LYMPHOSARCOMA of the gastrointestinal tract is of interest not only because of its rarity but because of the diagnostic difficulties and its difference in therapeutic response from other malignant lesions of the gastrointestinal tract.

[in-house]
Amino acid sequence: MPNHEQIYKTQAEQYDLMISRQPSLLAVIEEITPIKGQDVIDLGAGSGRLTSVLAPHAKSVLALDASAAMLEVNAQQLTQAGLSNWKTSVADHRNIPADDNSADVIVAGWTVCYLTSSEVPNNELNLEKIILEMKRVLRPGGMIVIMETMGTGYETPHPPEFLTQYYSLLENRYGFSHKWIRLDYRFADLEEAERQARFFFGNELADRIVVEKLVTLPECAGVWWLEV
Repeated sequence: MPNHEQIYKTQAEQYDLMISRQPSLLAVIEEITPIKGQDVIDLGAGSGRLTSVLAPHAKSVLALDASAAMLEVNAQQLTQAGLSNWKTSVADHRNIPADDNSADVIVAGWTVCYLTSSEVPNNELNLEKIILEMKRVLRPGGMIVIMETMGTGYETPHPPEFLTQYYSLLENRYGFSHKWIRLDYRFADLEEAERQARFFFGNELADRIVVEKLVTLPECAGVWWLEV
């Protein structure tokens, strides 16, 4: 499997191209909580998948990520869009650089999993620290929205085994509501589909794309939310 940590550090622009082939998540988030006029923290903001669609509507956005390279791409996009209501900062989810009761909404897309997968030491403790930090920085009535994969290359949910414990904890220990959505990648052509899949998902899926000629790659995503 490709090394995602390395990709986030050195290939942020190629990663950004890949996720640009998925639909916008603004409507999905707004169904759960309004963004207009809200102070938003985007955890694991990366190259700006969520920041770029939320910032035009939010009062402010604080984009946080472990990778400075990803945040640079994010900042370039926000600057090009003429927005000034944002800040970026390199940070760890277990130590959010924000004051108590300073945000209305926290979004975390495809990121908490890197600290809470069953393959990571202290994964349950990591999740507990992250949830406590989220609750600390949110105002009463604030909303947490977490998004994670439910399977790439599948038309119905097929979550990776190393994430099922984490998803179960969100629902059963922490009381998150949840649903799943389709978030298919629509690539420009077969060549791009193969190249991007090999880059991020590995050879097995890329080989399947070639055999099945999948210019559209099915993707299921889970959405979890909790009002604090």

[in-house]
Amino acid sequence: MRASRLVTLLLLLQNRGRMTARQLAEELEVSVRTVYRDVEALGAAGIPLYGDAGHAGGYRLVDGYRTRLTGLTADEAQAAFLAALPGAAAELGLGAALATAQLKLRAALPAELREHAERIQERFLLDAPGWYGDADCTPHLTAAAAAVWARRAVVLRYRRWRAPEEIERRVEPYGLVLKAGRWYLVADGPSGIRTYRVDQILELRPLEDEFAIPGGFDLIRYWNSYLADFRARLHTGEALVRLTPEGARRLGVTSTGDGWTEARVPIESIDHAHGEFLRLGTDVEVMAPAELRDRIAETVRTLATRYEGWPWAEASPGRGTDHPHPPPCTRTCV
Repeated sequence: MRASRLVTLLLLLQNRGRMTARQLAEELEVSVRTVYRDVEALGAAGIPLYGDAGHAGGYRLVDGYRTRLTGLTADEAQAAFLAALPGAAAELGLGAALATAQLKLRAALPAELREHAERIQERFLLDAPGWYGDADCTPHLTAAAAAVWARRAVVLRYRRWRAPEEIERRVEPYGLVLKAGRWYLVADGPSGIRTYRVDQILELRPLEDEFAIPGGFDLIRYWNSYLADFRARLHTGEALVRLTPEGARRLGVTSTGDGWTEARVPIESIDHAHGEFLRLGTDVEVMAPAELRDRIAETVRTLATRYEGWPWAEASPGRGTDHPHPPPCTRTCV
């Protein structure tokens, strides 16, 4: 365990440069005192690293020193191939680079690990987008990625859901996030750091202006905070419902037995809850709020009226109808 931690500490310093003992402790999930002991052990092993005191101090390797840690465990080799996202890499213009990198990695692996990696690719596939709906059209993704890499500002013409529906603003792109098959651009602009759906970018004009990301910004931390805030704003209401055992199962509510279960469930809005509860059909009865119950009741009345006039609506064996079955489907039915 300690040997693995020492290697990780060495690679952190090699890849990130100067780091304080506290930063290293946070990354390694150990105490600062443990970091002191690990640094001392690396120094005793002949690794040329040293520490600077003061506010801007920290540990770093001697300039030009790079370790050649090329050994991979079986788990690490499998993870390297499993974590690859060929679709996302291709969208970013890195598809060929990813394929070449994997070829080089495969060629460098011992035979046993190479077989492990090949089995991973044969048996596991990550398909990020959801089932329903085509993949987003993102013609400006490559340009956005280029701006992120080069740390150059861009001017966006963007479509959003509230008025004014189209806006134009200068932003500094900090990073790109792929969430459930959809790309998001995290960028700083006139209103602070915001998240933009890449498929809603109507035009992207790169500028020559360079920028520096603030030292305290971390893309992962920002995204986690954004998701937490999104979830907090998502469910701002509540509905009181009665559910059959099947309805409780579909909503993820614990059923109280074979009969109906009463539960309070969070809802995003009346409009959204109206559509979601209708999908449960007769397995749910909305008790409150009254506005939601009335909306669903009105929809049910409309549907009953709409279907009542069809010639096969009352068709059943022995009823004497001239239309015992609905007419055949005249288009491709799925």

We have confined our observations to those cases in which the lesion was primary in one or several portions of the gastrointestinal tract. The cases in which there was widespread involvement of the lymph nodes, even though the gastrointestinal tract was also involved, were excluded because it may be assumed that this was the disseminated type of lymphosarcoma with multicentric primary foci. It is likely, however, that in some of these cases the condition may have begun as primary gastrointestinal lesions, with subsequent metastasis to lymph nodes and other organs. If only the regional lymph nodes were involved, the condition was considered as a primary gastrointestinal neoplasm with spread to regional lymph nodes.